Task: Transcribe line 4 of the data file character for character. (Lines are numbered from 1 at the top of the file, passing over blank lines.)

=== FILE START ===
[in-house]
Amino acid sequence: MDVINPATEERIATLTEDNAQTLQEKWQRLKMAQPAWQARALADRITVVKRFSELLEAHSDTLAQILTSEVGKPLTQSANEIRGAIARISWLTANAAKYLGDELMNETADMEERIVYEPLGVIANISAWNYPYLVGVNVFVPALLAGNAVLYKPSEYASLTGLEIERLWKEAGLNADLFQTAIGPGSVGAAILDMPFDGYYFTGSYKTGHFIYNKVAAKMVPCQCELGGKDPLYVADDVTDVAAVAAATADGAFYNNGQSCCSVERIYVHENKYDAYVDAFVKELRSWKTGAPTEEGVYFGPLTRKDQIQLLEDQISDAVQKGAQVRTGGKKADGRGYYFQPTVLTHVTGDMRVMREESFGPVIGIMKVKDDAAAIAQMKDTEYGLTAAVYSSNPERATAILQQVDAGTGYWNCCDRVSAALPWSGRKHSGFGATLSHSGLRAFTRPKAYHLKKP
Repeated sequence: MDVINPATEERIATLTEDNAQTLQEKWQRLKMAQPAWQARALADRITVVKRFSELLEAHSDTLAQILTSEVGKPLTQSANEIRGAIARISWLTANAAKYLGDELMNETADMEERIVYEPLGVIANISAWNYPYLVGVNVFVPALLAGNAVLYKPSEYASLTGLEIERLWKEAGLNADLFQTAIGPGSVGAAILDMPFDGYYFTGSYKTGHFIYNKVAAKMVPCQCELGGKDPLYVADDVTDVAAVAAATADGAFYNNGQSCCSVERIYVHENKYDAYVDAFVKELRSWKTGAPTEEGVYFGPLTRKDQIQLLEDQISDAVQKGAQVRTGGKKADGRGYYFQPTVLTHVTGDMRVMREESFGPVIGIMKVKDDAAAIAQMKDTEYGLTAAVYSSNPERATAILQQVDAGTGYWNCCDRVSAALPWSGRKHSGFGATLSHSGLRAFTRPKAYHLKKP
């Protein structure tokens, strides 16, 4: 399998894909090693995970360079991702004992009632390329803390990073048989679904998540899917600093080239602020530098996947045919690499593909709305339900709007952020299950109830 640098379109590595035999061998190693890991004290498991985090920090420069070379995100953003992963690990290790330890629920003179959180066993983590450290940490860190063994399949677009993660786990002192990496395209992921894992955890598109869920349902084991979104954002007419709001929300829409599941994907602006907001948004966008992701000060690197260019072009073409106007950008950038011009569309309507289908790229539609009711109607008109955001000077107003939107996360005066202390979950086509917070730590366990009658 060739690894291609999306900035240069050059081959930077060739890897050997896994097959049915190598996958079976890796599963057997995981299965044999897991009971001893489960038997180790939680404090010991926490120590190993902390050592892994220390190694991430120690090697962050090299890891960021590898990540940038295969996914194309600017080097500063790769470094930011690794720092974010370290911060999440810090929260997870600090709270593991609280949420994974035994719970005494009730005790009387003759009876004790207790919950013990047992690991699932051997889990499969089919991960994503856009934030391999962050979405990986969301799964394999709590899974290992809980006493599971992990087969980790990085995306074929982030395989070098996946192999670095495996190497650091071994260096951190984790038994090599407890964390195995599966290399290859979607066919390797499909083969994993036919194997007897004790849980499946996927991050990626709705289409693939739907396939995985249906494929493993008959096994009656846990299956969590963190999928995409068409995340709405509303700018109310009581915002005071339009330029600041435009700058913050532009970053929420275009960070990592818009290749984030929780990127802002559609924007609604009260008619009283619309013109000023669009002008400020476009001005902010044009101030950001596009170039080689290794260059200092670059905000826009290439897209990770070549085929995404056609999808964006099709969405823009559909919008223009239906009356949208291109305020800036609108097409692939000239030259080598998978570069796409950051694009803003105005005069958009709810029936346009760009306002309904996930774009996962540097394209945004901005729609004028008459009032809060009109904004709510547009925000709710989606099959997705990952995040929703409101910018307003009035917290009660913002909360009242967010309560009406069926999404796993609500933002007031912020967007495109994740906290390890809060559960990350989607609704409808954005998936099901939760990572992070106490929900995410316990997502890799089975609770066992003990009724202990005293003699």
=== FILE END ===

């Protein structure tokens, strides 16, 4: 399998894909090693995970360079991702004992009632390329803390990073048989679904998540899917600093080239602020530098996947045919690499593909709305339900709007952020299950109830 640098379109590595035999061998190693890991004290498991985090920090420069070379995100953003992963690990290790330890629920003179959180066993983590450290940490860190063994399949677009993660786990002192990496395209992921894992955890598109869920349902084991979104954002007419709001929300829409599941994907602006907001948004966008992701000060690197260019072009073409106007950008950038011009569309309507289908790229539609009711109607008109955001000077107003939107996360005066202390979950086509917070730590366990009658 060739690894291609999306900035240069050059081959930077060739890897050997896994097959049915190598996958079976890796599963057997995981299965044999897991009971001893489960038997180790939680404090010991926490120590190993902390050592892994220390190694991430120690090697962050090299890891960021590898990540940038295969996914194309600017080097500063790769470094930011690794720092974010370290911060999440810090929260997870600090709270593991609280949420994974035994719970005494009730005790009387003759009876004790207790919950013990047992690991699932051997889990499969089919991960994503856009934030391999962050979405990986969301799964394999709590899974290992809980006493599971992990087969980790990085995306074929982030395989070098996946192999670095495996190497650091071994260096951190984790038994090599407890964390195995599966290399290859979607066919390797499909083969994993036919194997007897004790849980499946996927991050990626709705289409693939739907396939995985249906494929493993008959096994009656846990299956969590963190999928995409068409995340709405509303700018109310009581915002005071339009330029600041435009700058913050532009970053929420275009960070990592818009290749984030929780990127802002559609924007609604009260008619009283619309013109000023669009002008400020476009001005902010044009101030950001596009170039080689290794260059200092670059905000826009290439897209990770070549085929995404056609999808964006099709969405823009559909919008223009239906009356949208291109305020800036609108097409692939000239030259080598998978570069796409950051694009803003105005005069958009709810029936346009760009306002309904996930774009996962540097394209945004901005729609004028008459009032809060009109904004709510547009925000709710989606099959997705990952995040929703409101910018307003009035917290009660913002909360009242967010309560009406069926999404796993609500933002007031912020967007495109994740906290390890809060559960990350989607609704409808954005998936099901939760990572992070106490929900995410316990997502890799089975609770066992003990009724202990005293003699």